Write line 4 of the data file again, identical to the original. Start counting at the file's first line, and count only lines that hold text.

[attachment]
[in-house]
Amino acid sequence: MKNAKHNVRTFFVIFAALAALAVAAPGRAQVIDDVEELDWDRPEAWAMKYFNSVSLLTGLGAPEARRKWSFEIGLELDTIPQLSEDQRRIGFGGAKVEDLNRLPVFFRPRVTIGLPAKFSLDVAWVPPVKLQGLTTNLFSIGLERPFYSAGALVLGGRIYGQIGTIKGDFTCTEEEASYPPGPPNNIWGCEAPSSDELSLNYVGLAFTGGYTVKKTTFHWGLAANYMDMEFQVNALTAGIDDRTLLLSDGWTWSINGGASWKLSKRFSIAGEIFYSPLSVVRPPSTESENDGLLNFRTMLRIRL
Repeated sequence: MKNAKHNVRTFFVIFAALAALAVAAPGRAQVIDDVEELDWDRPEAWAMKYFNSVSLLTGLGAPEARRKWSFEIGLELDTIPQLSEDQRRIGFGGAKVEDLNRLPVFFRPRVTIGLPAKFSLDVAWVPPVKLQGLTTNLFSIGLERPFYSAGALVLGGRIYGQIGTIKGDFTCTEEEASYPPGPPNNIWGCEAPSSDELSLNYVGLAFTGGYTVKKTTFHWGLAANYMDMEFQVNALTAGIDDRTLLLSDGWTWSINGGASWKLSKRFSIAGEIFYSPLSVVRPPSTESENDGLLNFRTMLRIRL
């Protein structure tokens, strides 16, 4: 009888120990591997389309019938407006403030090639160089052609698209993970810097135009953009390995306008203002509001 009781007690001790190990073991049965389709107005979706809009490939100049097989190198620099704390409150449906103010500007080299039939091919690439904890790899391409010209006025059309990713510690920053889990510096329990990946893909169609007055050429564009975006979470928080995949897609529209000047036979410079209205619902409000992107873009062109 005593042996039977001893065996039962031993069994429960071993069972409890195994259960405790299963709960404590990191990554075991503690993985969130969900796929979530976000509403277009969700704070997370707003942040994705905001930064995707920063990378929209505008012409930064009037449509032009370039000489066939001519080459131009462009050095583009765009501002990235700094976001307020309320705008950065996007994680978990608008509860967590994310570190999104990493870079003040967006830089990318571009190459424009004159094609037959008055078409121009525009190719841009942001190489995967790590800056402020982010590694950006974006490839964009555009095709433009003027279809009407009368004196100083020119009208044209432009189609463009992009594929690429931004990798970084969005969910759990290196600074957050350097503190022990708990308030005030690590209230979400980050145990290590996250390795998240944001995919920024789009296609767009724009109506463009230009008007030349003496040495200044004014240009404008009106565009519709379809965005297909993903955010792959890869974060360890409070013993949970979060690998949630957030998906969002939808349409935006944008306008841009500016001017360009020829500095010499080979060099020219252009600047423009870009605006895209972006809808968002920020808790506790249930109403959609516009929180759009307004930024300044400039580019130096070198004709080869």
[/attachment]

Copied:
């Protein structure tokens, strides 16, 4: 009888120990591997389309019938407006403030090639160089052609698209993970810097135009953009390995306008203002509001 009781007690001790190990073991049965389709107005979706809009490939100049097989190198620099704390409150449906103010500007080299039939091919690439904890790899391409010209006025059309990713510690920053889990510096329990990946893909169609007055050429564009975006979470928080995949897609529209000047036979410079209205619902409000992107873009062109 005593042996039977001893065996039962031993069994429960071993069972409890195994259960405790299963709960404590990191990554075991503690993985969130969900796929979530976000509403277009969700704070997370707003942040994705905001930064995707920063990378929209505008012409930064009037449509032009370039000489066939001519080459131009462009050095583009765009501002990235700094976001307020309320705008950065996007994680978990608008509860967590994310570190999104990493870079003040967006830089990318571009190459424009004159094609037959008055078409121009525009190719841009942001190489995967790590800056402020982010590694950006974006490839964009555009095709433009003027279809009407009368004196100083020119009208044209432009189609463009992009594929690429931004990798970084969005969910759990290196600074957050350097503190022990708990308030005030690590209230979400980050145990290590996250390795998240944001995919920024789009296609767009724009109506463009230009008007030349003496040495200044004014240009404008009106565009519709379809965005297909993903955010792959890869974060360890409070013993949970979060690998949630957030998906969002939808349409935006944008306008841009500016001017360009020829500095010499080979060099020219252009600047423009870009605006895209972006809808968002920020808790506790249930109403959609516009929180759009307004930024300044400039580019130096070198004709080869």